Trump's Syria Attack: Praiseworthy or Bad Precedent?

It's hard to think of the last time America didn't have a wartime president.  From Franklin Roosevelt on, the U.S. military has been ordered to engage in hostilities at least at one point during each administration.

Donald Trump, the nationalist businessman from Queens who spoke with isolationist tones on the campaign trail, had the potential to break this cycle.  Trump violated Republican orthodoxy by denouncing the Iraq War as foolish, disparaging the legacy of NATO, and decrying how much blood and treasure we've lost to Middle East nation-building.

It's one year into his presidency, and things have changed.  Trump, working with Britain and France, ordered missile strikes against military and weapon research sites in Syria.  The country's leader, Bashar Assad, still in the throes of a civil war, allegedly deployed chemical weapons against rebels in the town of Khan Sheikhoun.  The sarin-based attack killed 80, including civilians and children.

The strikes come nearly a year to the day after Trump ordered a unilateral strike on a Syrian airbase in response to a similar chemical attack.  The Syrian regime, leading another front against the concept of rhetorical consistency, decried the U.S.-led assault as "brutal, barbaric aggression."  Russia has called for an emergency meeting of the U.N. Security Council, defending its ally Assad by denouncing the multilateral strike's "devastating impact on the whole system of international relations."

Dostoyevsky would be hard pressed to imagine the irony of Russia upholding international norms in the year 2018.

Washington loves a good war, and Trump received rare favorable coverage for his decisive intervention.  However, the president's more vocal antiwar supporters aren't happy.  Trump has seemingly gone back on his promise of America-first, and has embraced the country's leading role in world affairs.  In other words, Trump has, to quote neocon Irving Kristol, been mugged by reality.

This was evident in Trump's late-night address announcing the tactical measure.  "We are prepared to sustain this response until the Syrian regime stops its use of prohibited chemical agents," he declared.  Should Assad deploy lethal chemical weapons again, he shouldn't be surprised by a more forceful riposte.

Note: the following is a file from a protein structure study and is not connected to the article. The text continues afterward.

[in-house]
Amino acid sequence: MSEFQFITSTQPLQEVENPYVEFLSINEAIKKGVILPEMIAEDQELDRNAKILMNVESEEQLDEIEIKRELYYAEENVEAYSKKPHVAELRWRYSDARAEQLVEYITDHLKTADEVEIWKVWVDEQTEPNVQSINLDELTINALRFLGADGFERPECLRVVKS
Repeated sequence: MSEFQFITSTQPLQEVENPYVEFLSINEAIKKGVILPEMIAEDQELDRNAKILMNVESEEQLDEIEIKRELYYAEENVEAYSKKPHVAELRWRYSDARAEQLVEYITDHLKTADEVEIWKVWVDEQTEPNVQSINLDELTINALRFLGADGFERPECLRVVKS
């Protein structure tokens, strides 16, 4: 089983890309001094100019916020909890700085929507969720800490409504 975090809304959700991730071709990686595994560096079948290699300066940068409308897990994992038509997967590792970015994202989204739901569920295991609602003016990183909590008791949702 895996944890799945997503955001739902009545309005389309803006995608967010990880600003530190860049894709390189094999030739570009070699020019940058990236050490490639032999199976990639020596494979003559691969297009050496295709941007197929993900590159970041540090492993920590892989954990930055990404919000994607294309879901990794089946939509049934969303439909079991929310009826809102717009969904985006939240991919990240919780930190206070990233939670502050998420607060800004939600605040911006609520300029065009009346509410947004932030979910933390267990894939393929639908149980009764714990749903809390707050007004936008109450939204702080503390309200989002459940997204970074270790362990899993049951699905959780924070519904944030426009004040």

As Noah Rothman explains in Commentary, Trump really had no choice but to levy punishment on Syria's army.  The precedent was set with last year's attack on the Shayrat Airbase.  To demur would establish uncertain terms.  Likewise, the use of chemical weapons must remain prohibited, not just in letter, but in action.  "Reestablishing deterrence is in America's vital national interest," Rothman writes.  If we don't do it, we can be sure someone else will.

It took me a while to understand this dynamic.  As a former Ron Paul acolyte, I was enraptured by the romantic notion that the United States is just another country, an equal nation in a world of nation-states.  But the United States is not just another country.  We are, and I don't mean this pejoratively, an empire in the real sense of the world.  Our military presence dots the globe, and our values and regard for human life are imbued within international norms.  How we act on the world stage directs the behavior of other actors.

And yet there was something off with the way we went about striking Syria that isn't exclusive to this latest salvo.  President Trump failed to cite any domestic law to justify his assault against Syrian armed forces.  The congressional mandate to fight Islamic insurgents doesn't cover hostile actions against an officially recognized government. And as Daniel Larson points out, Trump also lacked the imprimatur of the U.N. Security Council for the strike, which puts America on even shakier legal ground (if any ground at all).  "While the attack is being sold as the enforcement of a norm against chemical weapons use, it isn't possible to uphold an international norm while violating the most fundamental rule of international law," Larson laments.